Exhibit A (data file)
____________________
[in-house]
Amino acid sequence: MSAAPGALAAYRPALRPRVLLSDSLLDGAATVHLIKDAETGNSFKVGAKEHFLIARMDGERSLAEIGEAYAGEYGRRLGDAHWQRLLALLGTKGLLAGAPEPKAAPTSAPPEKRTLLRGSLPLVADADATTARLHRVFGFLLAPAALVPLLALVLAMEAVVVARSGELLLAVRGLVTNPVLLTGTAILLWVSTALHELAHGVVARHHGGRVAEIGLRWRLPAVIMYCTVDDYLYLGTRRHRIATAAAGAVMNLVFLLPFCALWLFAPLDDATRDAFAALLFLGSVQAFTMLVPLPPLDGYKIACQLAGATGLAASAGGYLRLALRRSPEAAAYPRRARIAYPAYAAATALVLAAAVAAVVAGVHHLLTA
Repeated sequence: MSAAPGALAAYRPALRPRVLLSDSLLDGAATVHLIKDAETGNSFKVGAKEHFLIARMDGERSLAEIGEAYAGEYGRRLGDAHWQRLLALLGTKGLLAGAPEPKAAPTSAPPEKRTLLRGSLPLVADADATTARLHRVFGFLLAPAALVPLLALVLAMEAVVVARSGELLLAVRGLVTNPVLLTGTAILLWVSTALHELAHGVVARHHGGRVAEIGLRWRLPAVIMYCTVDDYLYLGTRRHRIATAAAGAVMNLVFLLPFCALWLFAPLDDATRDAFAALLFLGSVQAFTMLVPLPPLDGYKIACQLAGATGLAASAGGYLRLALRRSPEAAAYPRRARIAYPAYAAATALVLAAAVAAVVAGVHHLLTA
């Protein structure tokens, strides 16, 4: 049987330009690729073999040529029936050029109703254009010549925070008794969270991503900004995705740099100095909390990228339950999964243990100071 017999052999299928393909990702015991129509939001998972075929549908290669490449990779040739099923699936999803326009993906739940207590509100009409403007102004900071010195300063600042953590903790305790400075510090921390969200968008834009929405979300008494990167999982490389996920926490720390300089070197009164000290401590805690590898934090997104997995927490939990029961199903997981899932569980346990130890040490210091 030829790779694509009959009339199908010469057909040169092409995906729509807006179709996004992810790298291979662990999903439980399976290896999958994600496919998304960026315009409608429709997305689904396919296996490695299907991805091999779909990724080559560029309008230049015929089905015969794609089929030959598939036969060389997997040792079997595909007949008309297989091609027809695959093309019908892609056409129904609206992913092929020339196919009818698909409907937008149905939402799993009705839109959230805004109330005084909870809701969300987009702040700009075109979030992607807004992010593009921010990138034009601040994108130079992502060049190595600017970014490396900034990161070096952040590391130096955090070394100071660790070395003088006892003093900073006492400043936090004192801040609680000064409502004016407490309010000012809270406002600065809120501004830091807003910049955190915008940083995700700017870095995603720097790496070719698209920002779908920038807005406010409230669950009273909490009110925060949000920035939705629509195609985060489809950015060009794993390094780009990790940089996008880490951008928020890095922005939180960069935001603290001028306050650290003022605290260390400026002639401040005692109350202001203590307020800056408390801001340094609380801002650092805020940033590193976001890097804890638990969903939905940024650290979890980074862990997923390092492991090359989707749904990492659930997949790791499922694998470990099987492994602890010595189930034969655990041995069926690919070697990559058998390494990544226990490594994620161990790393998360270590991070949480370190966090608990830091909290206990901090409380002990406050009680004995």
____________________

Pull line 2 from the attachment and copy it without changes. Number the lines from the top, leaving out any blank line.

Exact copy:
Amino acid sequence: MSAAPGALAAYRPALRPRVLLSDSLLDGAATVHLIKDAETGNSFKVGAKEHFLIARMDGERSLAEIGEAYAGEYGRRLGDAHWQRLLALLGTKGLLAGAPEPKAAPTSAPPEKRTLLRGSLPLVADADATTARLHRVFGFLLAPAALVPLLALVLAMEAVVVARSGELLLAVRGLVTNPVLLTGTAILLWVSTALHELAHGVVARHHGGRVAEIGLRWRLPAVIMYCTVDDYLYLGTRRHRIATAAAGAVMNLVFLLPFCALWLFAPLDDATRDAFAALLFLGSVQAFTMLVPLPPLDGYKIACQLAGATGLAASAGGYLRLALRRSPEAAAYPRRARIAYPAYAAATALVLAAAVAAVVAGVHHLLTA